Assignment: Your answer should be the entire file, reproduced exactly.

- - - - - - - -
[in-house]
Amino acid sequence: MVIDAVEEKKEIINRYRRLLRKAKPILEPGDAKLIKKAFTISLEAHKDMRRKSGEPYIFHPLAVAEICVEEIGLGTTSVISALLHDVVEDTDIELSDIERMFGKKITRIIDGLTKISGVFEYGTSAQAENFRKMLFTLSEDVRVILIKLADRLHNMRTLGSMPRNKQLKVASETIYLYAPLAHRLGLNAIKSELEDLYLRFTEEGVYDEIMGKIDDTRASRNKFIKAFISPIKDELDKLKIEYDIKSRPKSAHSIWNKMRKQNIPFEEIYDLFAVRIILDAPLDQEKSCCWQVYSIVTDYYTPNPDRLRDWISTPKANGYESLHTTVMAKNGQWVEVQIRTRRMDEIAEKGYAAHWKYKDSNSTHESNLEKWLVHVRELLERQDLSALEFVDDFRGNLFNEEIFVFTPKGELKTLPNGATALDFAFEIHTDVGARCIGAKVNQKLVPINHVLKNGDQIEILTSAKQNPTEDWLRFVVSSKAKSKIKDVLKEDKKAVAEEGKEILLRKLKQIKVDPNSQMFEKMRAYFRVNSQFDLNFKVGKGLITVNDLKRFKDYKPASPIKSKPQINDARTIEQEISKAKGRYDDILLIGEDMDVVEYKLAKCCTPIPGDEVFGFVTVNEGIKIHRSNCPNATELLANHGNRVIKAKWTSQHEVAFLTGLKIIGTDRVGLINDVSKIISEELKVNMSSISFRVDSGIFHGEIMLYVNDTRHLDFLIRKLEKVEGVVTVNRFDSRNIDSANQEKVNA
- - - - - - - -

[in-house]
Amino acid sequence: MVIDAVEEKKEIINRYRRLLRKAKPILEPGDAKLIKKAFTISLEAHKDMRRKSGEPYIFHPLAVAEICVEEIGLGTTSVISALLHDVVEDTDIELSDIERMFGKKITRIIDGLTKISGVFEYGTSAQAENFRKMLFTLSEDVRVILIKLADRLHNMRTLGSMPRNKQLKVASETIYLYAPLAHRLGLNAIKSELEDLYLRFTEEGVYDEIMGKIDDTRASRNKFIKAFISPIKDELDKLKIEYDIKSRPKSAHSIWNKMRKQNIPFEEIYDLFAVRIILDAPLDQEKSCCWQVYSIVTDYYTPNPDRLRDWISTPKANGYESLHTTVMAKNGQWVEVQIRTRRMDEIAEKGYAAHWKYKDSNSTHESNLEKWLVHVRELLERQDLSALEFVDDFRGNLFNEEIFVFTPKGELKTLPNGATALDFAFEIHTDVGARCIGAKVNQKLVPINHVLKNGDQIEILTSAKQNPTEDWLRFVVSSKAKSKIKDVLKEDKKAVAEEGKEILLRKLKQIKVDPNSQMFEKMRAYFRVNSQFDLNFKVGKGLITVNDLKRFKDYKPASPIKSKPQINDARTIEQEISKAKGRYDDILLIGEDMDVVEYKLAKCCTPIPGDEVFGFVTVNEGIKIHRSNCPNATELLANHGNRVIKAKWTSQHEVAFLTGLKIIGTDRVGLINDVSKIISEELKVNMSSISFRVDSGIFHGEIMLYVNDTRHLDFLIRKLEKVEGVVTVNRFDSRNIDSANQEKVNA